Large-scale renewable energy investment in Australia hits three-year low

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Image: Genex Power.

Hit by grid connection challenges, large-scale renewable energy projects committed in Australia in the second quarter of 2020 were at their lowest level since 2017, according to new data from the Clean Energy Council (CEC).

At AU$600 million (US$434.2 million), investment in financially committed projects was down 46% on the previous quarter and was 52% lower than the quarterly average for 2019. Just three projects representing 410MW of new capacity reached financial close during Q2 2020.

CEC, which is Australia’s renewable energy association, said the primary drivers for this fall in investment relate to the challenges associated with the grid connection process as well as “unpredictable government policy interventions and underinvestment in network capacity, creating congestion and constraints”.

“The obstacles around grid connection are creating substantial challenges for renewable energy developers, and in turn, spooking clean energy investors,” said Kane Thornton, CEC chief executive.

“At the moment, projects are experiencing significant and often unanticipated delays through the grid connection process, which is having a big impact on the commercial terms of these projects and increasing risks for investors. Network congestion and system-wide challenges are contributing to unanticipated changes.”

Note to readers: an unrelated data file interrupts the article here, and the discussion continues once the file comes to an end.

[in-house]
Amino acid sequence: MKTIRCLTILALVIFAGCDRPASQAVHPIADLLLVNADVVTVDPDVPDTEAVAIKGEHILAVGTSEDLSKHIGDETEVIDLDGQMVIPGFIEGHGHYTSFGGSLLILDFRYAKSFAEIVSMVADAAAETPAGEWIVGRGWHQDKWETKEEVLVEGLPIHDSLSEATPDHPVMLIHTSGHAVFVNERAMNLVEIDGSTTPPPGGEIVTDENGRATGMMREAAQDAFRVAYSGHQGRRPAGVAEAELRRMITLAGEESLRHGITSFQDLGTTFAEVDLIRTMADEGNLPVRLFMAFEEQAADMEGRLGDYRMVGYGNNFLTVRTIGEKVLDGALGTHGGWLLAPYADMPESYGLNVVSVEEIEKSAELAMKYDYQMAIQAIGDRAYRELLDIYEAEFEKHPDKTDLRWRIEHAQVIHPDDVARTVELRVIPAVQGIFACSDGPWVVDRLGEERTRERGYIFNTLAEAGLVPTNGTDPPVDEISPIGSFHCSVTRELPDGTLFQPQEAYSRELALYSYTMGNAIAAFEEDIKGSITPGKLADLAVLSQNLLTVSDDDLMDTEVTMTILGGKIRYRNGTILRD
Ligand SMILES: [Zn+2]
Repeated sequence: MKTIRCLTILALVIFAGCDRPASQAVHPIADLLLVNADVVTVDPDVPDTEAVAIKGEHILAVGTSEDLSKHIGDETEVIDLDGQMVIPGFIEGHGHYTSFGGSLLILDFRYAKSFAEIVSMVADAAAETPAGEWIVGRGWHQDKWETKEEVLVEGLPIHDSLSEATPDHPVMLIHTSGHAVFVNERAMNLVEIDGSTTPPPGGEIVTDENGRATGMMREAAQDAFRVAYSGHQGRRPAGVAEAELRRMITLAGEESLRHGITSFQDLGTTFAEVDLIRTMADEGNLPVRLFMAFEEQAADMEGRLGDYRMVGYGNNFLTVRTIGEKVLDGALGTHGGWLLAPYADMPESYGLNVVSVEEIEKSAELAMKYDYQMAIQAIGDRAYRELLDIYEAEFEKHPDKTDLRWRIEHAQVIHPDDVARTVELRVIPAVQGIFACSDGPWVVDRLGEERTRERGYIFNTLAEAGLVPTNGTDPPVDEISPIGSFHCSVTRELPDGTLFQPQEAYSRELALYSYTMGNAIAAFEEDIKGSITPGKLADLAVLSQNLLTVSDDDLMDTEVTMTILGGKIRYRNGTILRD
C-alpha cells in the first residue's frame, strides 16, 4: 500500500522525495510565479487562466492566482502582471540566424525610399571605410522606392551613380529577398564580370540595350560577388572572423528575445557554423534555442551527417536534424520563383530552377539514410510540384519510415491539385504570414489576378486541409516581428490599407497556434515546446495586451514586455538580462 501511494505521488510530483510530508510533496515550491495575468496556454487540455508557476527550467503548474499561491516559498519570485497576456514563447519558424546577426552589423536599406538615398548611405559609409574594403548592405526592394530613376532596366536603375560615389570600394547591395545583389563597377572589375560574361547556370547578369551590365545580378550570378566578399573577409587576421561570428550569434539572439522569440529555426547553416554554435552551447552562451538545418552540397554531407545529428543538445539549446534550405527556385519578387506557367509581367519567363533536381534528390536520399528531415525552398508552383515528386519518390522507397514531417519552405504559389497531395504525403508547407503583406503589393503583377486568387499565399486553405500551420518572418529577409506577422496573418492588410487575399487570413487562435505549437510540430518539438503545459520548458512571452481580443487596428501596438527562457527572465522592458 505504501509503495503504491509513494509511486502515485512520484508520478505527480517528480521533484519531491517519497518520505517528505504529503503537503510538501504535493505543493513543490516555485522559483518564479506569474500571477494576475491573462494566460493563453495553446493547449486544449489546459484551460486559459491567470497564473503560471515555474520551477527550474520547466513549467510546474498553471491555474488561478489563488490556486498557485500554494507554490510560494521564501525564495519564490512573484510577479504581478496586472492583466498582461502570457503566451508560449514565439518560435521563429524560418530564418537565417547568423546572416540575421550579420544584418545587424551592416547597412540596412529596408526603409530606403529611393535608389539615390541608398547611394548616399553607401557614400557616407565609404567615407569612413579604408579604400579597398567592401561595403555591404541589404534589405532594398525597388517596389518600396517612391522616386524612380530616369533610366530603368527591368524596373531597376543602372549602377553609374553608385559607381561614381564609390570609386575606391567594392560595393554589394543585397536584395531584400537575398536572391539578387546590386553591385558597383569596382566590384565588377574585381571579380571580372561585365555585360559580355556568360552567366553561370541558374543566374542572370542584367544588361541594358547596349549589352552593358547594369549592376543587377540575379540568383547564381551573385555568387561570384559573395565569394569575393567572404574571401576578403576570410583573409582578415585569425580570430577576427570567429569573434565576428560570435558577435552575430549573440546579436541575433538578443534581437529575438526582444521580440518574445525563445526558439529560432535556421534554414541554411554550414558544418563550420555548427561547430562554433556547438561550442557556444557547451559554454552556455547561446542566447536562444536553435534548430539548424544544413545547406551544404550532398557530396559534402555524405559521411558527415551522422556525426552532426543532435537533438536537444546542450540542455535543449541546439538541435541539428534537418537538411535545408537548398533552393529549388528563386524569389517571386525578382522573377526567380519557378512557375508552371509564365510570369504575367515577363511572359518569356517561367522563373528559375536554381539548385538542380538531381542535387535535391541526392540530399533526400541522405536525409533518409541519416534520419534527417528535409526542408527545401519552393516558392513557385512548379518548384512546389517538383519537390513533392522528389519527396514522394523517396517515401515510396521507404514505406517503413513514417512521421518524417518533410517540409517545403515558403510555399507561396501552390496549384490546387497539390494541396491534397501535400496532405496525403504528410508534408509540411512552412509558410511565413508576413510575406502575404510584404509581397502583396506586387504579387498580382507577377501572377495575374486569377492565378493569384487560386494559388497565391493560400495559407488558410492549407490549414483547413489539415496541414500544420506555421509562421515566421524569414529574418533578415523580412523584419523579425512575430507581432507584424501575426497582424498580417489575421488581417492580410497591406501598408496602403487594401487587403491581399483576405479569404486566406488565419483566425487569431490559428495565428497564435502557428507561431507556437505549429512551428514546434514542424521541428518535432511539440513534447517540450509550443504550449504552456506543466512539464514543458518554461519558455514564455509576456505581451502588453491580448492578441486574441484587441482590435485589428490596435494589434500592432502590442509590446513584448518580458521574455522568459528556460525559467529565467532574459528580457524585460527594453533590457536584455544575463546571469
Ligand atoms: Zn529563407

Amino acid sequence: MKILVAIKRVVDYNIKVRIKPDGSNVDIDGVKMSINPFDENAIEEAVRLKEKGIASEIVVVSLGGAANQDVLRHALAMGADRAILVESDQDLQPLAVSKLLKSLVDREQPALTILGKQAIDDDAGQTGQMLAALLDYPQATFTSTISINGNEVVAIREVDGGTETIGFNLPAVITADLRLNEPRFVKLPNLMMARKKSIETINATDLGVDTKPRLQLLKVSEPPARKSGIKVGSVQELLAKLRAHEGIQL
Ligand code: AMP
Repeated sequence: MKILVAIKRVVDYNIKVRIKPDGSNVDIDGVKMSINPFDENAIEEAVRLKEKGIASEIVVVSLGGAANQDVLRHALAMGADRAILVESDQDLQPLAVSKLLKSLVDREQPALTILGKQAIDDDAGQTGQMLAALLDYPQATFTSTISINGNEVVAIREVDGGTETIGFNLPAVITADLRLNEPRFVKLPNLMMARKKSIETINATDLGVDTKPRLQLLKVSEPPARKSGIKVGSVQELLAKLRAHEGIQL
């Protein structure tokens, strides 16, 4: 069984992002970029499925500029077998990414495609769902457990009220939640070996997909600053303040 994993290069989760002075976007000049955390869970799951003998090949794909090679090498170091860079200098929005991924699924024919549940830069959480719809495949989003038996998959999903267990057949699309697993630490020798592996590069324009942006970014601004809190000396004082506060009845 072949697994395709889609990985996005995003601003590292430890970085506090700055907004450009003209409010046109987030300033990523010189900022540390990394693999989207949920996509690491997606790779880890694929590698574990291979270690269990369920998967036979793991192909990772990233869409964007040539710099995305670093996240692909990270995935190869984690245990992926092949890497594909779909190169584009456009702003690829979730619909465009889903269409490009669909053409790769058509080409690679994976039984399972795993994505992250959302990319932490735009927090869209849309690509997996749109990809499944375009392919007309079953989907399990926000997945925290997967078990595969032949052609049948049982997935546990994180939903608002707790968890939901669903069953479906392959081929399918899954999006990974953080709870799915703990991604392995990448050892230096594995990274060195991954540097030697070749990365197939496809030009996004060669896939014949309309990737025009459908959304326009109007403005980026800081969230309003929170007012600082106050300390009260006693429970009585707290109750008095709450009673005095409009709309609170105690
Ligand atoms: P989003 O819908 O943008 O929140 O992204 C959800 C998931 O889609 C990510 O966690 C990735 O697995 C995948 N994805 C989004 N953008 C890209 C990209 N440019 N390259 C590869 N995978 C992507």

Publication of the data comes after nine solar projects in North Queensland were told last month that their output could be cut to zero due to power system strength issues in the state. The problems arose following lower-than-normal electricity demand due to COVID-19, as well as maintenance works taking place at other plants.

While investments in large-scale projects are down, Australia has the potential to increase the number of people employed in renewable energy from 25,000 to 46,000 if the government supports the shift, according to a recent CEC study. However, if renewables are not backed by new policies at the federal and state level, the green energy workforce would number 35,000 people in 2035, a full 11,000 below of what is otherwise possible.

“Australia has enormous opportunity to leverage renewable energy as part of a nation-building COVID-19 economic response, creating jobs and the infrastructure to support Australia’s future,” Kane Thornton added. “This requires much-needed regulatory reform, sensible energy policy, rapid improvements to grid connection processes and investment in the transmission backbone and energy storage.”

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